Unit 6 Research Paper1: Network Attached Storage
An NAS device is a dedicated hard disk storage device that is set up with its own network address and provides file-based data storage services to other devices on the network.
There are many varieties of NAS devices, depending on if you build it yourself or purchase it. The speed is usually 1GB Ethernet connection but it can be changed to multiple GB, 10 GB, and fiber optic by adding a PCIe network card(s).
The capacity range varies, with port replication and add on hardware drive controller cards there really isn’t a limit on size. A board that has six SATA ports can be replicated allowing for thirty drives to be attached.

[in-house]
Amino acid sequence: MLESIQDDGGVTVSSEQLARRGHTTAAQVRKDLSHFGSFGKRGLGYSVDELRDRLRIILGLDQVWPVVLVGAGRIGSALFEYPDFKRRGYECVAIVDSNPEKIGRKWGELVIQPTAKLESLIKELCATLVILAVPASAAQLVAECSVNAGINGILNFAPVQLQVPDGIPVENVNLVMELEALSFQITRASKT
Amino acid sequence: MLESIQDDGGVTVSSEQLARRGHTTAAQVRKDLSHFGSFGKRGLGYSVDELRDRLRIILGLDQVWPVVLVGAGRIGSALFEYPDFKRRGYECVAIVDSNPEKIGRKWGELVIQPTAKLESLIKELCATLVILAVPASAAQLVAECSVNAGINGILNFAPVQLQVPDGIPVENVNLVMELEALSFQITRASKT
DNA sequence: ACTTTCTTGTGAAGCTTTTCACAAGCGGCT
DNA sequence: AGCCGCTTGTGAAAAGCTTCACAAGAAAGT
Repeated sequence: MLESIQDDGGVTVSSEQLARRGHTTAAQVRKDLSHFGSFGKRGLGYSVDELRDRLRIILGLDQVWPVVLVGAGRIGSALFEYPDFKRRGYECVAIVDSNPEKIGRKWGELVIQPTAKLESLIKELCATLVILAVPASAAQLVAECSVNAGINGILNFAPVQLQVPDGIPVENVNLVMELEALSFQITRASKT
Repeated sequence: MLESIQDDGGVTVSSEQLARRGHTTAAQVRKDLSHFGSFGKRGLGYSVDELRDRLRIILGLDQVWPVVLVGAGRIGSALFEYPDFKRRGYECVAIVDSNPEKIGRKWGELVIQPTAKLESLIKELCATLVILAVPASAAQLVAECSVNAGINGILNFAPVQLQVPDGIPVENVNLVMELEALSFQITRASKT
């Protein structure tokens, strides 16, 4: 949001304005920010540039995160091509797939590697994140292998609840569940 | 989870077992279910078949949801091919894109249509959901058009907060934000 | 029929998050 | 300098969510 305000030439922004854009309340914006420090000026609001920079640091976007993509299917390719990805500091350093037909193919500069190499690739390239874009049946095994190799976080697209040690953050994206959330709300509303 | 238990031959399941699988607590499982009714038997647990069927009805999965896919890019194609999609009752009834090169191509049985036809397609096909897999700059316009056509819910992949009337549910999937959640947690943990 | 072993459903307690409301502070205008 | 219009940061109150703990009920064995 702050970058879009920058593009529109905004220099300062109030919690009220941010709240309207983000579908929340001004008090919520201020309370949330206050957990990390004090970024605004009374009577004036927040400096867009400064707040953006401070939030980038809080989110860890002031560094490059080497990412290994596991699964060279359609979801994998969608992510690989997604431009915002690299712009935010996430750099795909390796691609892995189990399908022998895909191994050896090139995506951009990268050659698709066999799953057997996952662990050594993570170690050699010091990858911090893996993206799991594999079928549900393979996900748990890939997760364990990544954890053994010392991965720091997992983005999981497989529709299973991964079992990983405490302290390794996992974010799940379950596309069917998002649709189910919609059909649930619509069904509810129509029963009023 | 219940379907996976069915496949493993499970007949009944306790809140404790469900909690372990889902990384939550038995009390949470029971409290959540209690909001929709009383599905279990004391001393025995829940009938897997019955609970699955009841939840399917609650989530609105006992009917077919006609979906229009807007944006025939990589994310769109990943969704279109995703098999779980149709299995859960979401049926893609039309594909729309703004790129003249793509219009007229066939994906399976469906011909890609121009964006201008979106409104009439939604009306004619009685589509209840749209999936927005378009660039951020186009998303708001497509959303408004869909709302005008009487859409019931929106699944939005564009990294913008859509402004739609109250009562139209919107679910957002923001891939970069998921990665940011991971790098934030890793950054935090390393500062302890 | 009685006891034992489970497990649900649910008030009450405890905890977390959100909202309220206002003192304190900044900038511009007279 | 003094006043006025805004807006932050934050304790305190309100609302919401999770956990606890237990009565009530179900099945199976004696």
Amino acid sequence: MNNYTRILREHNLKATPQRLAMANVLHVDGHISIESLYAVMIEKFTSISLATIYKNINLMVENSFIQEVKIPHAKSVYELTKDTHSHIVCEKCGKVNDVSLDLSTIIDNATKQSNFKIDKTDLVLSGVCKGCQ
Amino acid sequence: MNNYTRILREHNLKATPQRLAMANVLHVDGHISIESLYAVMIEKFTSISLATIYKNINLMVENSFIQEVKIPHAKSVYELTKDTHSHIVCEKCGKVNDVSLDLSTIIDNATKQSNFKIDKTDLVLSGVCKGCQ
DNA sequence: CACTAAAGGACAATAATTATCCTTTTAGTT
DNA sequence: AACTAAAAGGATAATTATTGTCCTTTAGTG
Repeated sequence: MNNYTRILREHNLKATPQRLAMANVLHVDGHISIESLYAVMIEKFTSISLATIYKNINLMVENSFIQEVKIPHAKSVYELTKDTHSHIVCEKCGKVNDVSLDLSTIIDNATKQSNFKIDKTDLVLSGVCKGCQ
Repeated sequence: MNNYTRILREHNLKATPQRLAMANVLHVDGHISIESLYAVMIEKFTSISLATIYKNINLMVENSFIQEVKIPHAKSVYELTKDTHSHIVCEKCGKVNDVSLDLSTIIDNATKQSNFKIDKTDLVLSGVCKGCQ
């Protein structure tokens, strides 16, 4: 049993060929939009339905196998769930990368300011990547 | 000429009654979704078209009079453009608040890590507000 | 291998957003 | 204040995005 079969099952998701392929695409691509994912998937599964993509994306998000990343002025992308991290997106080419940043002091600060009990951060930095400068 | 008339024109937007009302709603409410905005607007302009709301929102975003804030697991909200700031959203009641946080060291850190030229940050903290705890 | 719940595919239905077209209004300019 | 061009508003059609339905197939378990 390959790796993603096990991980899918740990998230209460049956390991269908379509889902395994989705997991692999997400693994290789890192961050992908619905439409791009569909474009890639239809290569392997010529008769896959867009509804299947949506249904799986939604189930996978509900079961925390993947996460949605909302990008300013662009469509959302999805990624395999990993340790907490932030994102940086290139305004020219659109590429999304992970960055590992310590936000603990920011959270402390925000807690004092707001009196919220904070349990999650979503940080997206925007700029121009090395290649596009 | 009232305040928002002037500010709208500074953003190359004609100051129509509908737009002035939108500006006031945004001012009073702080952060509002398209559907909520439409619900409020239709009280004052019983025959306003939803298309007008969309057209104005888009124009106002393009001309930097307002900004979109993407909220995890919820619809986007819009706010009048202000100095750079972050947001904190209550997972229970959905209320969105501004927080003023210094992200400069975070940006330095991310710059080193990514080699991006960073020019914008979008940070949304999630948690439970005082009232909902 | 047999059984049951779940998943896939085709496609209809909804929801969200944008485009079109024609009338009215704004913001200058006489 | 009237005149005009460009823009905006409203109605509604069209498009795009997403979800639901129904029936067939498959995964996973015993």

If set up correctly RAID 50 is fairly stable, RAID 10 has been outed as one of the best set ups because more drives can fail at one time without having data loss.
Management features include:
• Using SSL to protect the Web management interface.
• Support of protocols such as SSH for encryption of RSYNC data transfers.
• SMB’s with more than two dozen users will appreciate a proper management console from which users and permissions can be managed.
• SMB’s that have deployed Active Directory will be looking for a NAS that supports it as well.
Any user would have an advantage using an NAS device because it has the largest amount of storage and easily manageable features so even in a family setting everyone could use it without much difficulty.